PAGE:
Reminiscing more on his time in “Bronx Zoo,” Morrison spoke about some of the problems he had with his CD back in the day. “There have been a lot of people like, ‘Well, we listened to your cd and it’s nothing like you were live.’ It’s because we had no control over what we were doing. We got roped into, ‘hey you record in 3 weeks and yep that’s good.’ We didn’t know. When you are 18 years old you’re like, “Wow there’s a CD coming out!” and we thought it sounded great until we started matching up with some of the demos we did. You hear the song on cd and you hear us live, it’s like, ‘Wow, it’s two completely different songs.’ The inflection and the flavor came out as the years went on.”
He also discussed what people who have never heard his music should expect and that he believes “Path to Midian” is the best thing he’s done so far, with more to come. “I would tell (people) if they’ve never heard us but are a fan of hard rock or rock with an edge, if you find some ‘Bronx Zoo’ stuff, it’s like night and day (between then and now.) We’d go in the garage and they’d be like, ‘here’s the riff, sing!’ and we’d be done. Now, with ‘Path to Midian’ we compose. Now we can say, ‘That doesn’t sound right,’ and we work on it collectively. We have a new song that we can record whenever we start rehearsing again. I listened to something (other members of the band) had written maybe 10 years ago and I just started singing, making up melodies, and it’s already done. If you ever saw ‘Bronx Zoo’ and you appreciate what we did, that whole era, just take that and look at what a kid I was at 17, 18, 19. Even though I’m an old man now, I’m still doing it. The opportunity to accomplish things is far greater than it’s ever been for me, to be a part of this. People say, “Oh you’re a metal band,” and I try to tell people there’s a difference between loud, noisy and metal. People hear it and they aren’t a fan (of metal) and they are like, ‘Oh it’s something I can understand!’ I approach everything I can from a melody standpoint because I grew up listening to R&B stuff. I think it catches people off guard. We’ve had a lot of people say, ‘We did not think this is what you would sound like.’ This is the best project I’ve ever been in.”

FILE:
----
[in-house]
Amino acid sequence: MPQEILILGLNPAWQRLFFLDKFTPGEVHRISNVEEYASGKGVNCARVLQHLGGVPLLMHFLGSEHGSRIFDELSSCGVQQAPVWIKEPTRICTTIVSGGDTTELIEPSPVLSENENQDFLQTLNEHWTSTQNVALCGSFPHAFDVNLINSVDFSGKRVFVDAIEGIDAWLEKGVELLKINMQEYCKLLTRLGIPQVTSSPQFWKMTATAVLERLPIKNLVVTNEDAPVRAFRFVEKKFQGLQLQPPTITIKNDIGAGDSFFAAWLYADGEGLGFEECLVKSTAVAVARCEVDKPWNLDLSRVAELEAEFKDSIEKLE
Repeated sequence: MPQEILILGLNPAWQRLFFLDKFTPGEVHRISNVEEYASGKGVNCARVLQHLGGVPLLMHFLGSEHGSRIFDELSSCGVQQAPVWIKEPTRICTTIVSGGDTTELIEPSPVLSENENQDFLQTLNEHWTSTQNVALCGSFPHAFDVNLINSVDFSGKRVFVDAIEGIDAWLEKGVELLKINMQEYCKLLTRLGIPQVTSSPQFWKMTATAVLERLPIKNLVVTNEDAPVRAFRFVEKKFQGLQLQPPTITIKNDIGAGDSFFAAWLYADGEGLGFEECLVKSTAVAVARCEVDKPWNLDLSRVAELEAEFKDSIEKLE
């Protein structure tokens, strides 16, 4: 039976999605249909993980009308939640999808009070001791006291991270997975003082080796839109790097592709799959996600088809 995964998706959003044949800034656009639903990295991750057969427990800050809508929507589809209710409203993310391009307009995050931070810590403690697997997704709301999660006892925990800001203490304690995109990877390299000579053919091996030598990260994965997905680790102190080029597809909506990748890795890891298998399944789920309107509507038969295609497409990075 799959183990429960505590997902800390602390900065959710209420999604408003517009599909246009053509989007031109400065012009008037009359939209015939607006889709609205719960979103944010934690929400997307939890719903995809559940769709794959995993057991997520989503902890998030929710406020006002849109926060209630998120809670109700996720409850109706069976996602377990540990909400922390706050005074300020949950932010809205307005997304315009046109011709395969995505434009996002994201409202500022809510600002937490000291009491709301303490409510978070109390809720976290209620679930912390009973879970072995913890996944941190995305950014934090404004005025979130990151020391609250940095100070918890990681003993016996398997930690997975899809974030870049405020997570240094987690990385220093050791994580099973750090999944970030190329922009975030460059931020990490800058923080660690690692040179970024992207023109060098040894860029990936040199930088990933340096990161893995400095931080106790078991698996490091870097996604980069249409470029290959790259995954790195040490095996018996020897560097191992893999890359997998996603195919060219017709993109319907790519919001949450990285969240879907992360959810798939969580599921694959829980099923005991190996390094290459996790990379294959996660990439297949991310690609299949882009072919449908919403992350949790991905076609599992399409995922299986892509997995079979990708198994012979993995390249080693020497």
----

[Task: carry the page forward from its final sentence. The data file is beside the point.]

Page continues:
“Path to Midian” is set to release their next single, “The Reaper” in February and will have an animated music video to go with it.